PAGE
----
Switzerland has reaffirmed its commitment to eradicating anti-personnel mines ahead of a meeting in Geneva to review progress on eliminating their use.
A report published last week noted that while more land was cleared of mines in 2005 than ever before, the number of victims rose by 11 per cent to more than 7,300.
"A lot has been achieved but there is still much more to do. It's certainly not the moment to give up," said Ambassador Anton Thalmann, under-state secretary at the Swiss foreign ministry.
Thalmann told a news conference on Monday that Switzerland was proud to host for the third time the annual conference of the Ottawa Convention, which calls for a global ban on anti-personnel mines.
More than 700 delegates from over 100 countries, along with representatives from dozens of non-governmental organisations, have gathered in the western Swiss city for five days of talks.
Thalmann highlighted a number of successes since the convention had come into force in 1999. He noted that 40 million stockpiled anti-personnel mines had been destroyed, including one million in Switzerland.
He pointed out that more than 30 million people had received mine risk education training and that tens of thousands of survivors and their families had received assistance.
But at the same time he stressed that the task was "far from completed" and that important challenges remained.
According to Thalmann, anti-personnel mines still contaminate the soil of more than 80 countries, numerous arsenals have not been destroyed and more than 40 countries have not joined the convention.
Three of these – Myanmar, Nepal and Russia – used landmines during armed conflicts last year.
Thalmann said Switzerland invested around $12 million (SFr15 million) a year in humanitarian demining, mine victim assistance, mine risk education and advocacy programmes.
"Switzerland will maintain its commitment," he said.
On the subject of cluster bombs, which continue to pose a major threat in Iraq and Lebanon, the ambassador said the government was pushing for a separate convention to regulate their use, including banning them from civilian areas.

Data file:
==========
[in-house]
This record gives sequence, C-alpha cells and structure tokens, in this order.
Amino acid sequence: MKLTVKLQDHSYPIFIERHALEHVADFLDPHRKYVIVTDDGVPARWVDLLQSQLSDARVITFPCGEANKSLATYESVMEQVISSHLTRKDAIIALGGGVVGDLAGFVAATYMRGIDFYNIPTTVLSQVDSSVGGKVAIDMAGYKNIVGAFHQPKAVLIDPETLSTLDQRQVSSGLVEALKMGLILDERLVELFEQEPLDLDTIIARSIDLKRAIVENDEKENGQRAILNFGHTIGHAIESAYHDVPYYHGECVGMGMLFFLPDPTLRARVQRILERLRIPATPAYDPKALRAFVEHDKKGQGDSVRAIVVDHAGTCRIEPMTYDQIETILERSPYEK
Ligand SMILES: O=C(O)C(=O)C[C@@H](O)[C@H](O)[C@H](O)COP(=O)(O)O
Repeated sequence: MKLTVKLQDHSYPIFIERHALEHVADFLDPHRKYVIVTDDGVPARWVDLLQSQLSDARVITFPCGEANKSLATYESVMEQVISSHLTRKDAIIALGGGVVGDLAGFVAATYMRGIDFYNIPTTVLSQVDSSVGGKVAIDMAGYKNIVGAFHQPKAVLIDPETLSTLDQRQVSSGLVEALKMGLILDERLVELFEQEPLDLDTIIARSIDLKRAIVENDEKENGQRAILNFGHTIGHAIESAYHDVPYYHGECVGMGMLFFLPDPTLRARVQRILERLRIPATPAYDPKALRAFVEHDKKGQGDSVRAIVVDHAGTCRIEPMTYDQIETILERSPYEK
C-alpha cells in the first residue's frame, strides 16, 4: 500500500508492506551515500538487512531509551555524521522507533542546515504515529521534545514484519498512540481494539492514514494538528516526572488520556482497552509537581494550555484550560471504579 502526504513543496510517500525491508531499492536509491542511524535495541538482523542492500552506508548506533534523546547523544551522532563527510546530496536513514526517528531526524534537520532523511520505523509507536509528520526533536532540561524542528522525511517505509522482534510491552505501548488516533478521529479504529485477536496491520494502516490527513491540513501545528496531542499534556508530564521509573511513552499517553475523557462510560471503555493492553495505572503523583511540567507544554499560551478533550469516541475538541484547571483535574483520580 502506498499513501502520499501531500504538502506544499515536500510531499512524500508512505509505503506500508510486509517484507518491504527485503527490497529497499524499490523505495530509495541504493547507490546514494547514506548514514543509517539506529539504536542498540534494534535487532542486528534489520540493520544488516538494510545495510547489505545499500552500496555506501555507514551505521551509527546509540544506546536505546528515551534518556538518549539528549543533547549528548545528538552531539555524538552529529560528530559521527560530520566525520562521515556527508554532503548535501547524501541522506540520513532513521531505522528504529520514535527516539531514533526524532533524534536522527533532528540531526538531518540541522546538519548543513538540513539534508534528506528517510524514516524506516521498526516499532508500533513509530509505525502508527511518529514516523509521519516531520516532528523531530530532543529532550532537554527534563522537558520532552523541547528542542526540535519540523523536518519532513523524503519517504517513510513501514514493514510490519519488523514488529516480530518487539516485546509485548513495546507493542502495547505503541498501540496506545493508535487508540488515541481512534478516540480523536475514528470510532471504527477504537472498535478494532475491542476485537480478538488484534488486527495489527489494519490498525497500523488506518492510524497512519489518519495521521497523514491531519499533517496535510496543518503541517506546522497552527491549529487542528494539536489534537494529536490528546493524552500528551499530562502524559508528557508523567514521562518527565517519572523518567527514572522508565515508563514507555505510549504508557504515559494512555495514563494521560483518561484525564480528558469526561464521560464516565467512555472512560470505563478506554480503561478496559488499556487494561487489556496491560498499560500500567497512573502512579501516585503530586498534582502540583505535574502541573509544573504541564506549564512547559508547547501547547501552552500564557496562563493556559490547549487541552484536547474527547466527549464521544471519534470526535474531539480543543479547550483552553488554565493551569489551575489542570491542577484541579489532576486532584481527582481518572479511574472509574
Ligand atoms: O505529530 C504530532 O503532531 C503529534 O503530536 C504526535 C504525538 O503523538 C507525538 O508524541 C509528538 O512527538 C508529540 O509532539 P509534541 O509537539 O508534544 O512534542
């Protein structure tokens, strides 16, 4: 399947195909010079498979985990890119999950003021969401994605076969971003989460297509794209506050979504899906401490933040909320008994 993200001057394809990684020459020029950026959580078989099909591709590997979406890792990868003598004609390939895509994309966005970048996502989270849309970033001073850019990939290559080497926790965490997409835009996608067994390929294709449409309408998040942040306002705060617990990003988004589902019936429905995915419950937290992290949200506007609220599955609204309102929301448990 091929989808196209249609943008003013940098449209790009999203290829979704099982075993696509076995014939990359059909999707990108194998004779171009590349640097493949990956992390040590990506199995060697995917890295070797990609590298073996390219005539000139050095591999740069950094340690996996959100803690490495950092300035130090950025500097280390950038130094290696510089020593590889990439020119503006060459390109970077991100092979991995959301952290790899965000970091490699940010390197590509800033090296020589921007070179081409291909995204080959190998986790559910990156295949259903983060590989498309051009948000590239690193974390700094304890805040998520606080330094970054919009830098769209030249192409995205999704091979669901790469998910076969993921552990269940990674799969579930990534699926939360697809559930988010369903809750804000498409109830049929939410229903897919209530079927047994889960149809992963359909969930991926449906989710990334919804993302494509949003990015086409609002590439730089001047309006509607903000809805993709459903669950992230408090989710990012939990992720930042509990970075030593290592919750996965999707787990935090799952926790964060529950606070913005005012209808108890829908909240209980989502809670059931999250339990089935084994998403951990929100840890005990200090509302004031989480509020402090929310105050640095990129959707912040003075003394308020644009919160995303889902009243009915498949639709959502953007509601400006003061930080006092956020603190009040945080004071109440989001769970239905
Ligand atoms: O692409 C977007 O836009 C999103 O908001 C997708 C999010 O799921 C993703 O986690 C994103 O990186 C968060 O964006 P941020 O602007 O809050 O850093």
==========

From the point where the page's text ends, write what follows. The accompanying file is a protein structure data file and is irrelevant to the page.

The Swiss also want the quality of cluster munitions to be improved to ensure a "dud" rate of less than 1-2 per cent, and for them to include an auto-destruct device.
Some experts have said that up to 30 per cent of the cluster munitions dropped by Israel in Lebanon failed to explode. Unexploded ordnance has killed 14 people and left 79 injured.
The president of the conference, Teresa Gambaro, Australia's parliamentary secretary for foreign affairs, said her country would continue to try to persuade those that have not signed the treaty to do so.
Among those that have so far failed to join are the United States, China, India, Iran, Israel and Sri Lanka.
Gambaro pointed out that while the US had not signed the treaty, it was active in mine clearance and had given close to $1 billion.
The conference comes at a time of declining funding for demining and victim support. This fell to $376 million in 2005 – $23 million less than the previous year.
swissinfo, Adam Beaumont in Geneva
The annual conference of the Ottawa Convention will now take place every two years in Geneva, cementing the city's status as the capital of humanitarian and mine action.
This year Switzerland is acting as co-president, along with Afghanistan, of the convention's standing committee on mine-victim assistance.
Mine action is an integral part of Swiss peace and humanitarian security policy, and the government supports demining projects in more than 20 countries.
The convention was adopted in Oslo, Norway, in September 1997 and came into force two years later. The treaty prohibits the use, stockpiling, production and transfer of anti-personnel mines.
Its purpose is "to put an end to the suffering and casualties caused by anti-personnel mines". It has four main aims: universal acceptance of a ban on anti-personnel mines; destruction of stockpiled mines; clearance of mined areas and providing assistance to mine victims.
A total of 151 countries have ratified or acceded to the convention. The convention commits contracting states to clear mined areas within ten years.
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